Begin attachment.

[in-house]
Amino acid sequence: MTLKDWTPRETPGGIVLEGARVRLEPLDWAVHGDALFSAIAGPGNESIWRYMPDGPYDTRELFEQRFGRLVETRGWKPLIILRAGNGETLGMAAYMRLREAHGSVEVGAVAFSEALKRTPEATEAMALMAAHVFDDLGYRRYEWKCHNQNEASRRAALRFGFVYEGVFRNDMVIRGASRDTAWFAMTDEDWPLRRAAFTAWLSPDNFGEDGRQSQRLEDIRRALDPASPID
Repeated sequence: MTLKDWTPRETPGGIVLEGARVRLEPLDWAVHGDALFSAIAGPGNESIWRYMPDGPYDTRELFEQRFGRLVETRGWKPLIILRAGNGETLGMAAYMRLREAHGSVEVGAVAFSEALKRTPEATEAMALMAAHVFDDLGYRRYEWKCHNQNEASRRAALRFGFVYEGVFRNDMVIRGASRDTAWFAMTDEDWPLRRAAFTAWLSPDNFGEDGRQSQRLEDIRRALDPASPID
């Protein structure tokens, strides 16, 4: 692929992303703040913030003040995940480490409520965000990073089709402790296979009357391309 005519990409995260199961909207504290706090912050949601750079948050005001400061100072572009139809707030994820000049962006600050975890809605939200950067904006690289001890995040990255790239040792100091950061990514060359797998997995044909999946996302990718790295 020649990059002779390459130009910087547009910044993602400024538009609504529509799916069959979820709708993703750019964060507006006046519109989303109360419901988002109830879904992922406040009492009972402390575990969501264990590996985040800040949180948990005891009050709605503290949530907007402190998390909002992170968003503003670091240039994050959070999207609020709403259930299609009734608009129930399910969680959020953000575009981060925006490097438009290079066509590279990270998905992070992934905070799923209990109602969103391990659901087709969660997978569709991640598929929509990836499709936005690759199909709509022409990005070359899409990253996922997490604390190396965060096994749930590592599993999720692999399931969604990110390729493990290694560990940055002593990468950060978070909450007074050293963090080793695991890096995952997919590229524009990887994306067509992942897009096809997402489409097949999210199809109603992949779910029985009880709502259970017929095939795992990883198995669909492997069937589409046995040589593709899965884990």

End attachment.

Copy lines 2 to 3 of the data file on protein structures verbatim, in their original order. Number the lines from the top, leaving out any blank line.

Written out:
Amino acid sequence: MTLKDWTPRETPGGIVLEGARVRLEPLDWAVHGDALFSAIAGPGNESIWRYMPDGPYDTRELFEQRFGRLVETRGWKPLIILRAGNGETLGMAAYMRLREAHGSVEVGAVAFSEALKRTPEATEAMALMAAHVFDDLGYRRYEWKCHNQNEASRRAALRFGFVYEGVFRNDMVIRGASRDTAWFAMTDEDWPLRRAAFTAWLSPDNFGEDGRQSQRLEDIRRALDPASPID
Repeated sequence: MTLKDWTPRETPGGIVLEGARVRLEPLDWAVHGDALFSAIAGPGNESIWRYMPDGPYDTRELFEQRFGRLVETRGWKPLIILRAGNGETLGMAAYMRLREAHGSVEVGAVAFSEALKRTPEATEAMALMAAHVFDDLGYRRYEWKCHNQNEASRRAALRFGFVYEGVFRNDMVIRGASRDTAWFAMTDEDWPLRRAAFTAWLSPDNFGEDGRQSQRLEDIRRALDPASPID